Voters to choose senator . . . twice

March ballot gives Campbell's successor two shots for victory

Half Moon Bay Review, Jan. 10, 1995

By Eric Rice

Vote early, vote often might be the motto for this spring's special election to fill Tom Campbell's vacated state Senate seat. That's because on March 26, voters will get two chances to choose Campbell's replacement.

One space on the ballot will allow all voters to choose Campbell's immediate replacement for the 11th District Senate seat. The candidates are Assembly Democrat Byron Sher and Republican Patrick Shannon. The winner of that vote will take office right away and serve out the remainder of Campbell's term, which ends Dec. 31.

A second vote on the same ballot will ask members of each party to pick their nominee for November's general election. The winners of that vote will square off in the November general election. Sher and Shannon are again the only Democrat and Republican candidates.

Campbell resigned his Senate seat last month after winning election to the U.S. House of Representatives.

Sher, D-Palo Alto, a Stanford law professor since 1957, represents the 21st District Assembly seat, which includes El Granada, Half Moon Bay and the South Coast. Term limits are forcing him out of the seat.

During his eight terms in the Assembly, Sher has cultivated a reputation as one of the Legislature's top environmentalists, authoring clean water and air legislation, as well as laws to prohibit offshore oil drilling. He has also authored legislation to streamline the California Environmental Quality Act.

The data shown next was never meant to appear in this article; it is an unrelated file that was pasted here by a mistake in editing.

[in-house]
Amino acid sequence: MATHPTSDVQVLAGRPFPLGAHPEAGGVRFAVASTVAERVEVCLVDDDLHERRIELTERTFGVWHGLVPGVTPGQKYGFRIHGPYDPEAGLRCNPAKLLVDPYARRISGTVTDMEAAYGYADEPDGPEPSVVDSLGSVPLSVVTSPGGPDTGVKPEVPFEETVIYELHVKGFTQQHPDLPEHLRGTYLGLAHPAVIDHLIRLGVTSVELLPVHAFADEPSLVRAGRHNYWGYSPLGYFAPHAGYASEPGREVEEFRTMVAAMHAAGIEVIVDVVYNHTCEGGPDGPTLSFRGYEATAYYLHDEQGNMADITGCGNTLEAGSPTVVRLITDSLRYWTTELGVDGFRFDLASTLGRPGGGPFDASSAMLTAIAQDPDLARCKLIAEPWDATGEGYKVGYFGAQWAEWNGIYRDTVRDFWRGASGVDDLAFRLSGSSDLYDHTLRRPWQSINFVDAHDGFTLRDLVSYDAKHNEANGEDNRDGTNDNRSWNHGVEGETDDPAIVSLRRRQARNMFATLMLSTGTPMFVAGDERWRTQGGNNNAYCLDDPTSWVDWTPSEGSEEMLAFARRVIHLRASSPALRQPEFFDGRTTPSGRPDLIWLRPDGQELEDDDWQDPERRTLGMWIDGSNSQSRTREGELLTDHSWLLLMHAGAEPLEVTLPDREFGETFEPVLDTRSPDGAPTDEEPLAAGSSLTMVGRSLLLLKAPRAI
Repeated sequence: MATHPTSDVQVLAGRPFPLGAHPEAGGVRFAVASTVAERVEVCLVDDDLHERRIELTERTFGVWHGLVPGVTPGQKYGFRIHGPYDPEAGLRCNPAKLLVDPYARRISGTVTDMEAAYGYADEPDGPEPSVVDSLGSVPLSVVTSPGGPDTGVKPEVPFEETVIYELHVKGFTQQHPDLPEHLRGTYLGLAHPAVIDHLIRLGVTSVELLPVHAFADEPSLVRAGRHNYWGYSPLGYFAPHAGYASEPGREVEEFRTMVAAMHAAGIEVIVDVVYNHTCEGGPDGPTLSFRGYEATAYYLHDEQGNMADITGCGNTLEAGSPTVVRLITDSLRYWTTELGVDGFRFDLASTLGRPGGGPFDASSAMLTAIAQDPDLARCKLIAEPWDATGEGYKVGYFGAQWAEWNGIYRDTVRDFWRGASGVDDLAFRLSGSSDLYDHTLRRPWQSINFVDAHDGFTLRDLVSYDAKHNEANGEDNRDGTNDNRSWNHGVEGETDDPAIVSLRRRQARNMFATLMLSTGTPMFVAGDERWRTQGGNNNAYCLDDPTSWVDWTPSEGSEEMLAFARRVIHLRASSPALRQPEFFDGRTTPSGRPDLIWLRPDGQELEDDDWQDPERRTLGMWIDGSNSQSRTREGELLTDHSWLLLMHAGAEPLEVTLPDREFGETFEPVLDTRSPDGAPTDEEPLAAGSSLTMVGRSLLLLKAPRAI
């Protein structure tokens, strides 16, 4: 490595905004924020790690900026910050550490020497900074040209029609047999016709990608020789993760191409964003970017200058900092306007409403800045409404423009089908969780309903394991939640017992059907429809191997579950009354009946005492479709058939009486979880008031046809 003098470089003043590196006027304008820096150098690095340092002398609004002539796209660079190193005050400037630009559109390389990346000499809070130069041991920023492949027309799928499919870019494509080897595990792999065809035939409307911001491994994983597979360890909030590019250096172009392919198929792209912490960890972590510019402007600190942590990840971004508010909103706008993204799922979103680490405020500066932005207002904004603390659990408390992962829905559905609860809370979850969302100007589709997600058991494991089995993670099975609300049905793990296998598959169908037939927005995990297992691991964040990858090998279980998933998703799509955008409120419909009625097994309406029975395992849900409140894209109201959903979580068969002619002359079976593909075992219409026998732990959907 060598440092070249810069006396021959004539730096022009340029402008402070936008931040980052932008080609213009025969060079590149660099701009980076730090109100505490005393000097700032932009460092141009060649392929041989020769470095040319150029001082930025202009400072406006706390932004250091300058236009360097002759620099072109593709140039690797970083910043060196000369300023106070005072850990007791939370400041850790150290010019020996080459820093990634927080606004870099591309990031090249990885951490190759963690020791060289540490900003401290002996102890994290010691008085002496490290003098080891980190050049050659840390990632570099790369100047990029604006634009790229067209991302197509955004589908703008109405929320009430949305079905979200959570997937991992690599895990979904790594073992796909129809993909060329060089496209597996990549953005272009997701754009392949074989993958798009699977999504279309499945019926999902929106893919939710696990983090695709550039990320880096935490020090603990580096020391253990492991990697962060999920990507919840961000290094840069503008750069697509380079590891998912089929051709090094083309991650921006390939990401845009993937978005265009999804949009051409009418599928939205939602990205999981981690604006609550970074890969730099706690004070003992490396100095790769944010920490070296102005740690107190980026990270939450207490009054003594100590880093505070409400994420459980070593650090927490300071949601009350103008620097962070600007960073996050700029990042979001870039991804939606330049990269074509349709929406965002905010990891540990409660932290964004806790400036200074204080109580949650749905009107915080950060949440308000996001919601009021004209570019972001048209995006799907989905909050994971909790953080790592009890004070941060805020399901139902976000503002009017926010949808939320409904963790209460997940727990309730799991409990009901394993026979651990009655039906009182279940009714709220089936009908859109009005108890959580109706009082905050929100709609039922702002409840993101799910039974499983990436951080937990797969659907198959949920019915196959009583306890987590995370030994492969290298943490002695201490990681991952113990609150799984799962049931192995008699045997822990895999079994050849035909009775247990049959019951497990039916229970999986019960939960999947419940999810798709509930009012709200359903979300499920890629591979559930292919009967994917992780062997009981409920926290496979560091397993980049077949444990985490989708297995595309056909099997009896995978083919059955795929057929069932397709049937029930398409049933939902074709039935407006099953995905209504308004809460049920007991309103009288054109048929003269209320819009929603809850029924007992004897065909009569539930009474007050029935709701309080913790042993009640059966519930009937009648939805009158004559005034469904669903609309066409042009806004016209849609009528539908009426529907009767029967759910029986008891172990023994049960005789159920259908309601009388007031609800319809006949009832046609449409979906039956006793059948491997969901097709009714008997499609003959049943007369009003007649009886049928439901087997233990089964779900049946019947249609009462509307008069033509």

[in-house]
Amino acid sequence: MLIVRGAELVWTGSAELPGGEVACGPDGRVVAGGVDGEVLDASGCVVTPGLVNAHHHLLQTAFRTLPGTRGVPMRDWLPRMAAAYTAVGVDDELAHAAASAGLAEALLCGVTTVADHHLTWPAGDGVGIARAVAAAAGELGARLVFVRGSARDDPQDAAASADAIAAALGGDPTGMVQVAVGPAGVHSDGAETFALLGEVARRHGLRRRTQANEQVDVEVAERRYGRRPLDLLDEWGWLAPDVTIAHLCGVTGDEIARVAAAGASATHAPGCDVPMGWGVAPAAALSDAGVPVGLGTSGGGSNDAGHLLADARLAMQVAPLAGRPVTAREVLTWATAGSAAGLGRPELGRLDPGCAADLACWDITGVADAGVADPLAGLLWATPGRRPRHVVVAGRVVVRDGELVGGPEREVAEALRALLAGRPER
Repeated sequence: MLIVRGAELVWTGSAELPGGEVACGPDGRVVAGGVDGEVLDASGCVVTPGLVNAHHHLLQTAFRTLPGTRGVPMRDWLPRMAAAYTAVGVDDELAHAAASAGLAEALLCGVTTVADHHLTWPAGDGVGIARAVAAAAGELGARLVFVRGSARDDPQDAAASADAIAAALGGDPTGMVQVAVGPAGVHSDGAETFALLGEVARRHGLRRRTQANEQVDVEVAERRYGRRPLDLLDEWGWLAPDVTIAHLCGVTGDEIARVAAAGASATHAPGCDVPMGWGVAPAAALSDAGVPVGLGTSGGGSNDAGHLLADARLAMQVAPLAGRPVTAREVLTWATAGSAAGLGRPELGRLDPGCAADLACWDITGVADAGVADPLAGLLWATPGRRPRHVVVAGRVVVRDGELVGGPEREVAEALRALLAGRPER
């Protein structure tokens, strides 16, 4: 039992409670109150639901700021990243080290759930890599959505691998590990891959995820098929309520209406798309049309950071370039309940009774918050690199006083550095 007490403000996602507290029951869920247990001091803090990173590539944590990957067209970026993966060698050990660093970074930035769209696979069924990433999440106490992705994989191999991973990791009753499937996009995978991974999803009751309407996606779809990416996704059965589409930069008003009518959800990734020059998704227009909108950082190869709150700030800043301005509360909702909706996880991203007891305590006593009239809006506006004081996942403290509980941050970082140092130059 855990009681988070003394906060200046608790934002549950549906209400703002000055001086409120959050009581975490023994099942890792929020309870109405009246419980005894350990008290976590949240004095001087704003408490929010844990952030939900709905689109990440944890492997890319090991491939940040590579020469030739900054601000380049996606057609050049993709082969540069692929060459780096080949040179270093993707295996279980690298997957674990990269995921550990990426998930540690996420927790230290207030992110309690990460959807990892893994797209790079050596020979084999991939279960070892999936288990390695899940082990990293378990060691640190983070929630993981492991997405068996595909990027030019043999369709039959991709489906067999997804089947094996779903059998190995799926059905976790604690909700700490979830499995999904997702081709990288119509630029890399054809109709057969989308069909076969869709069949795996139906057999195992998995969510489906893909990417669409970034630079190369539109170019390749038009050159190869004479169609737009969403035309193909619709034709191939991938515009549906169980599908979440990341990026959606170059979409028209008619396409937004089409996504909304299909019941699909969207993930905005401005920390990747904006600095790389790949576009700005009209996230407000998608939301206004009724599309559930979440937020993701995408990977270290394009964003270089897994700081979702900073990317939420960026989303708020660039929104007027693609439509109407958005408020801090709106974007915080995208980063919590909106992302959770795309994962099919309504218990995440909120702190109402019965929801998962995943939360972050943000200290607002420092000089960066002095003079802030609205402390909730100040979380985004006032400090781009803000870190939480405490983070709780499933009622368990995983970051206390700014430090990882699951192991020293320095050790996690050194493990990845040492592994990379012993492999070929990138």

Shannon, 31, of Redwood City, recently resigned as Gov. Wilson's policy director for the Bay Area to run for office. He holds a law degree from the University of California at Berkeley and a master's degree in international relations from the London School of Economics. He received his undergraduate degree in political science from Stanford.

Shannon wrote the text for two initiatives that will appear on the March ballot: Proposition 195, which would authorize the death penalty for a carjack killing or for the murder of a juror; and Proposition 196, which would authorize the death penalty for those who commit drive-by murders.

In an unrelated matter, state Sen. Quentin Kopp, I-San Francisco, whose district includes part of the Mid-Coast, has offered to assist constituents in Campbell's district while they are without representation. Kopp said his office would be available to "answer questions respecting state agency actions, accept suggestions and opinions respecting state legislative and administrative issues and furnish assistance to residents and business owners relative to state governmental matters."

The telephone number for Kopp's local office is 952-5666. He may also be reached at his Sacramento office at (916) 445-0503.

Half Moon Bay Review